recycle

“REDUCE – REUSE – RECYCLE” a Reconditioner’s Mantra

Had to chuckle as I was reading the blog from our friends at Maxi Container, www.maxicontainer.com, listening to Rich’s report from the Reusable Industrial Packaging Association fall conference in Orlando. Rich wrote, “Some new drum manufacturers think that by reducing the thickness of the steel or plastic in their drums that they are promoting ‘Reduce, Reuse, Recycle’ sustainability.”

The argument from the manufacturer’s was that a thinner drum translated to “less waste” at the time the drum was scrapped. What MBC and Maxi can testify to, is that thinner drums are less durable, tear easier, and go out of service quicker. This means MORE energy is used to transport, scrap, and recycle the raw material to make a new drum.

Many of MBC’s customers are Petrochemical companies and the workhorse of their industry is the closed (tight) head steel 55-gallon drum. During transportation, packaging, and field use, heavy steel drums are often subjected to rough handling, which can jeopardize the material being transported inside the drum. A thicker gauge steel drum benefits the packager in two important ways: more reuse and less damage, which could result in leaks and spills. In the future when ordering, specify a thicker gauge drum if you have a choice.

Every new and “like new” reconditioned drum undergoes a series of tests to insure its quality. At MBC, we understand sustainability is not about cheapening a product.

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Sustainability and Mark’s Drum and Tote Company

Quick – define “sustainability”.  This concept has been gaining momentum in the business world these past 8-10 years and now the US Government is on board. It would seem, as the word itself implies, that sustainability is here to stay.

Here at Mark’s Barrel Company sustainability encompasses two areas: Resources – think people, planet, climate, etc. and Business Acumen – think ethics, corporate governance practices.

MBC is dedicated to protecting the planet and driving sustainable growth. As a company whose primary business is reconditioning containers for reuse, we are dedicated to reducing our greenhouse gas emissions, water and energy consumption.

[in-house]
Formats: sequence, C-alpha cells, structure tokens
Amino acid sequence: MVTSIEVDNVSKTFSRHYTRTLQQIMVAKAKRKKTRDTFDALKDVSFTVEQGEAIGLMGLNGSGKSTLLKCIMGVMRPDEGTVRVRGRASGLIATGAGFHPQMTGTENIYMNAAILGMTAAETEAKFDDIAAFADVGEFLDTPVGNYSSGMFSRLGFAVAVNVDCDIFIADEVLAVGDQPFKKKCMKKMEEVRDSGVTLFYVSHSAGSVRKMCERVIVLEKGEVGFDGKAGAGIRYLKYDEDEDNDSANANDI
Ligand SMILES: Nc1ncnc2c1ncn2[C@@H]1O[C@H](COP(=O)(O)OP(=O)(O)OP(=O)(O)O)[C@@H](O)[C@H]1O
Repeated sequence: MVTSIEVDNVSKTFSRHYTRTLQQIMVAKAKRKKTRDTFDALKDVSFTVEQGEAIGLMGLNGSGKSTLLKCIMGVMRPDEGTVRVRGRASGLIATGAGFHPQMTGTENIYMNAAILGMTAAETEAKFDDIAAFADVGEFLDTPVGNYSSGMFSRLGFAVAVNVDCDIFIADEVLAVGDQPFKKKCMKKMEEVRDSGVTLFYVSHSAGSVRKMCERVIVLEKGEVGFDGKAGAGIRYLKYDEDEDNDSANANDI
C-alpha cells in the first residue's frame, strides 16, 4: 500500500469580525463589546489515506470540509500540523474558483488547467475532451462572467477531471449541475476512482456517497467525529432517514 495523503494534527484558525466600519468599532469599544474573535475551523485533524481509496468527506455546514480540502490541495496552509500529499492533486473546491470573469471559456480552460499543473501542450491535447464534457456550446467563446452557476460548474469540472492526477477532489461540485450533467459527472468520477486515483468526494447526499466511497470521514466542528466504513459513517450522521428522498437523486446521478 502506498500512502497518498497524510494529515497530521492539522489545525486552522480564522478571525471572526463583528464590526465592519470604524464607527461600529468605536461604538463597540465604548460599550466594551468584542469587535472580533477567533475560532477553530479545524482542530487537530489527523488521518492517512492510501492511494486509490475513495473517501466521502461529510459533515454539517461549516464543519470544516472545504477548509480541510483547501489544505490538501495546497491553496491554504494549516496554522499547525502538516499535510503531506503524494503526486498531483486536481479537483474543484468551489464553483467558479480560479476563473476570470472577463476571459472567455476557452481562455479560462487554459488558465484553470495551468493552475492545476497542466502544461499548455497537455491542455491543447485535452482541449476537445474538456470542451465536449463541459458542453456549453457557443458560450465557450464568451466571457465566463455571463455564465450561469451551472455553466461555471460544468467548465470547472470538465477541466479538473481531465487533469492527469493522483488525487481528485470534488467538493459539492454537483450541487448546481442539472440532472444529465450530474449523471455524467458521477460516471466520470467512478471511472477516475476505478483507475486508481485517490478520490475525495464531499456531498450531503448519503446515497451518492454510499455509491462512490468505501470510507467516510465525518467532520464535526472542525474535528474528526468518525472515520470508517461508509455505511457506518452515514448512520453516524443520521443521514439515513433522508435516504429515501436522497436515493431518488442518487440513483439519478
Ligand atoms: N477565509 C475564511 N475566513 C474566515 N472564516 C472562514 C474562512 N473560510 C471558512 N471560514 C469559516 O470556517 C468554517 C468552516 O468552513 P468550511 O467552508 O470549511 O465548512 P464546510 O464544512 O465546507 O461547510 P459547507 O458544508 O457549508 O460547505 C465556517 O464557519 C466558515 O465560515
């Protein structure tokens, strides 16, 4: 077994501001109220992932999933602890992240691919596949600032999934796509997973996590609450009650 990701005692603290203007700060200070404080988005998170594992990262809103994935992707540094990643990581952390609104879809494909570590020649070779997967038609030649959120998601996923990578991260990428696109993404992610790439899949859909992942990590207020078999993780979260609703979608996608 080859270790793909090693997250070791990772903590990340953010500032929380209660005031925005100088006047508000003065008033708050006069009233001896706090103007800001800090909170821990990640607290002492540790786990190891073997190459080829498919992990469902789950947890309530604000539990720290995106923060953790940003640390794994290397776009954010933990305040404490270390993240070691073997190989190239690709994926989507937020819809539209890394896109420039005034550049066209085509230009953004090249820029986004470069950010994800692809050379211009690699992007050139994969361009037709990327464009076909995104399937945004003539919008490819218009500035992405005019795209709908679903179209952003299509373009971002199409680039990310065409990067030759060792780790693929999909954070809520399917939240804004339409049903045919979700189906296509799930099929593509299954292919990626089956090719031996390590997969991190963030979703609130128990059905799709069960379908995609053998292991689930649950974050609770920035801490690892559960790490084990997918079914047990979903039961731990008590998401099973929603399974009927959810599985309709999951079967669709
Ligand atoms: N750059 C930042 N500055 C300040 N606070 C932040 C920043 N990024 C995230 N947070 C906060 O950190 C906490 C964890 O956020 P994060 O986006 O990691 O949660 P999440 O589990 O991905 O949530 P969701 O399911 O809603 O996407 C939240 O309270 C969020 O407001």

For instance, we are building a progressive tote (Intermediate Bulk Container) washer and leak tester that will largely clean and reuse water that is being heated by the very waste found in the containers we are cleaning. This will save tens of thousands of gallons of water per year while reducing the consumption of electricity and natural gas.

Sustainability is not just about protecting the climate, conserving natural resources and improving the human condition. The concept extends to the realm of business ethics and corporate governance.

At MBC we are convinced integrity and mutual respect are essential to creating, growing and sustaining a business. In other words, sustainability is what’s essential to the future of our business, and for MBC, integrity and mutual respect are key.

One does not have to look too far at glaring examples of ethical lapses in the business world. Our mortgage and banking industries, insurance and financial institutions have been “right-sized” or in some cases are bankrupt.

A percentage of the closed head (tight-head) steel drums find their way into scrap yards. A larger percentage is reconditioned for reuse. While we in our industry cannot boast the kinds of numbers the International Aluminum Institute does (73% since 1888!), we can celebrate the kaizan type improvements our industry is making in the steel and plastic industries.

Its been said that, “The fundamental principle of sustainability is as a frame of reference for a triple bottom line: Profit, people and impact on the planet.”  Now, define sustainability.

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Sustainability

MBC is committed to environmental protection.  Our primary purpose is to minimize the impact of waste on the environment.  Instead of discarding containers, we recondition them for reuse as an industrial container.  By taking care of used packaging, we help our customers comply with environmental legislation and meet the objectives stated by the international responsibility care initiative.

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MBC: Working at Advancing Energy Independence

The U.S. Environmental Protection Agency (EPA) has a set of “good housekeeping” requirements for used oil handlers.  These are detailed in Title 40 of the Code of Federal Regulations (CFR) Part 279.

EPA’s regulatory definition of used oil is as follows:  “Used oil is any oil that has been refined from crude oil or any synthetic oil that has been used and as a result of such use is contaminate by physical or chemical impurities.”  To meet EPA’s definition, a substance must meet three criterion of origin, use, and contaminants.

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